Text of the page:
Experts comprising a panel formed by the U.S. National Academies of Sciences, Engineering and Medicine have tentatively recommended that human gene editing be allowed to proceed in very limited cases where individuals are at risk of inheriting severe diseases that cannot be prevented by any other means. These edited genes would be passed on to future generations in due time, potentially removing defective genes from entire blood lines. That ample benefit, however, may not be adequate enough to quell concerns.

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Large amounts of toxic pollution found in deepest trenches

Large amounts of toxic pollution found in deepest trenches

It’s mankind’s dirty secret that its garbage eventually find their way to the open seas. Given the vastness and almost unimaginable depths of the world’s oceans, man might assume that some parts of the ocean remain safe from human indifference. Scientists are proving, however, that it is sadly not the case. By studying amphipods leaving at the world’s deepest trenches, scientists discovered worrying levels of “persistent organic pollutants” inside the crustaceans’ bodies. This means that our toxic waste has already reached places where man itself has barely set foot. To add insult to injury, these are pollutants that have been banned for decades already.

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Trump administration delays bumble bee’s endangered status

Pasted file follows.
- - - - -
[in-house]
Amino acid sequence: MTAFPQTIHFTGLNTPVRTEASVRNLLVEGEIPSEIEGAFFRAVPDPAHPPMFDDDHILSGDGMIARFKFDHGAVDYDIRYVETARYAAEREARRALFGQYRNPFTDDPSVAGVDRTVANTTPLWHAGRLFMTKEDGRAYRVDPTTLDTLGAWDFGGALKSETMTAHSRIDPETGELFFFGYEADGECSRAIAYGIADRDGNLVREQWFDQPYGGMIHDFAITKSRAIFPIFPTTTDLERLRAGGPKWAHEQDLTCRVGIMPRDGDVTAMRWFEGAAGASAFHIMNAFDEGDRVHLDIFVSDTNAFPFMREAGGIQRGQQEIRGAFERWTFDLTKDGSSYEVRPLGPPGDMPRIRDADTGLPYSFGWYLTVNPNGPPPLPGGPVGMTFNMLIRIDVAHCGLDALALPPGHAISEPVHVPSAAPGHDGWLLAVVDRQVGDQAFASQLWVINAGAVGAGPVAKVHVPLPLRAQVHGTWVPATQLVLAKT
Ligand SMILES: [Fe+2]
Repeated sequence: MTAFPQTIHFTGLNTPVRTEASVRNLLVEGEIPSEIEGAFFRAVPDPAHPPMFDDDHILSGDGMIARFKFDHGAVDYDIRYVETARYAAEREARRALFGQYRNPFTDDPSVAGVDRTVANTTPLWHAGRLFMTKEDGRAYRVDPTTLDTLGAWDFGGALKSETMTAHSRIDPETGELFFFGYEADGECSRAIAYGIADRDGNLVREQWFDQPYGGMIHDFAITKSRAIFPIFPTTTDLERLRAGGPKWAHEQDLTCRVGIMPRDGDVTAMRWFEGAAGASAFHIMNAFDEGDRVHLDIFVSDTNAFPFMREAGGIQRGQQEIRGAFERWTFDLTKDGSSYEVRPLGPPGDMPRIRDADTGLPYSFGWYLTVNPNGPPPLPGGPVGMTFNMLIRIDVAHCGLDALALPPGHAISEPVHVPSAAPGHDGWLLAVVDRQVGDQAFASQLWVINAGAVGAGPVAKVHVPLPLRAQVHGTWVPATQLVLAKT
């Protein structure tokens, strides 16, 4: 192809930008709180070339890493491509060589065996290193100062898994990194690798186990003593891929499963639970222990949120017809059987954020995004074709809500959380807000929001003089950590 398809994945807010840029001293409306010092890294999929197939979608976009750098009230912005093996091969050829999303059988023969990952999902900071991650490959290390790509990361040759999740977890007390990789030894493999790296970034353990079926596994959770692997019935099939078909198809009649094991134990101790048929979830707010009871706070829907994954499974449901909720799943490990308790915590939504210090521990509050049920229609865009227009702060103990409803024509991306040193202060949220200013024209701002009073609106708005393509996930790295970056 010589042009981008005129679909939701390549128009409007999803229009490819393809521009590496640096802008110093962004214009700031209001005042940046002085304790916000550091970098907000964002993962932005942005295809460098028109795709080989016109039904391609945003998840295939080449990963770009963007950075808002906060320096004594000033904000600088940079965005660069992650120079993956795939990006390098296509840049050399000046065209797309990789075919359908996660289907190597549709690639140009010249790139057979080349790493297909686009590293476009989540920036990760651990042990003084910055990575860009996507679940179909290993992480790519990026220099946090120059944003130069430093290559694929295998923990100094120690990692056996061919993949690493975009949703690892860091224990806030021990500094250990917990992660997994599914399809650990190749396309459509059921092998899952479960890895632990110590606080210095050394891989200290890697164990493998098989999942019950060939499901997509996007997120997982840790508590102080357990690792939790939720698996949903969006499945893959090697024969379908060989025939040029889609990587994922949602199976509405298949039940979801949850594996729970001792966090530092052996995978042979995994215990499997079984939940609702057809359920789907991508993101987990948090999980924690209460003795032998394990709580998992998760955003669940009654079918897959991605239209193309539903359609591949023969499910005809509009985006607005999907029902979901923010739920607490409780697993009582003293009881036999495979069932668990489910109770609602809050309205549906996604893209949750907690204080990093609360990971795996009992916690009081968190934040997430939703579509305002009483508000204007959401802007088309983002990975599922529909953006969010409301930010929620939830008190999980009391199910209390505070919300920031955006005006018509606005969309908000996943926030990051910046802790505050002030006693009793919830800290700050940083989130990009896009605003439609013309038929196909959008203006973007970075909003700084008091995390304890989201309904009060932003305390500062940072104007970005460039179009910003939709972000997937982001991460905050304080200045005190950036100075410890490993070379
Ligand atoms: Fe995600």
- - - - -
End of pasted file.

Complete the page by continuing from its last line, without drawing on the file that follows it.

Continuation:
Trump administration delays bumble bee’s endangered status

The population of the rusty-patched bumble bee has been noticeably decreasing over the past couple decades, a worrisome trend that sparked federal conservation efforts. Among those efforts was a decision by the U.S. Fish and Wildlife Service to add the bumble bee to the endangered species list with the ultimate goal of determining how to increase the bee’s population numbers. All that has been halted, however, by the Trump administration.

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Study finds calorie restriction slows aging in mice

Study finds calorie restriction slows aging in mice

A new study recently detailed in Molecular & Cellular Proteomics has found that calorie restriction may slow cellular aging, a conclusion that isn’t entirely new — we’ve seen studies over the past handful of years that detail similar findings. In particular, calorie restriction appears to positively impact ribosomes, the so-called protein-maker of a cell. Slowing down ribosome production lends more time for repair, and, it turns out, slowing down production is as simple as eating less.

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Stunning blue lightning filmed from the International Space Station

Stunning blue lightning filmed from the International Space Station

Researchers at the International Space Station have managed to catch rare blue lightning on camera, giving everyone a look at the phenomenon commonly only spotted by pilots. Such blue flashes aren’t something you’re likely to see from the ground, as they tend to happen above thunderstorms, making them visible to planes above the clouds. In an effort to better study them, the researchers were asked to point a special camera above one such thunderstorm.

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Algae survived 16 months in space outside of the ISS

Algae survived 16 months in space outside of the ISS

Algae can survive exposure in space for a long duration of time, according to the results of a relatively recent experiment aboard (sort of) the International Space Station. The results have been described as ‘astonishing,’ with researchers finding that despite exposure to the vacuum of space, extreme temperature changes, and both UV and cosmic radiation, the algae was able to survive for 16 months on the exterior of the ISS, demonstrating an incredible hardiness.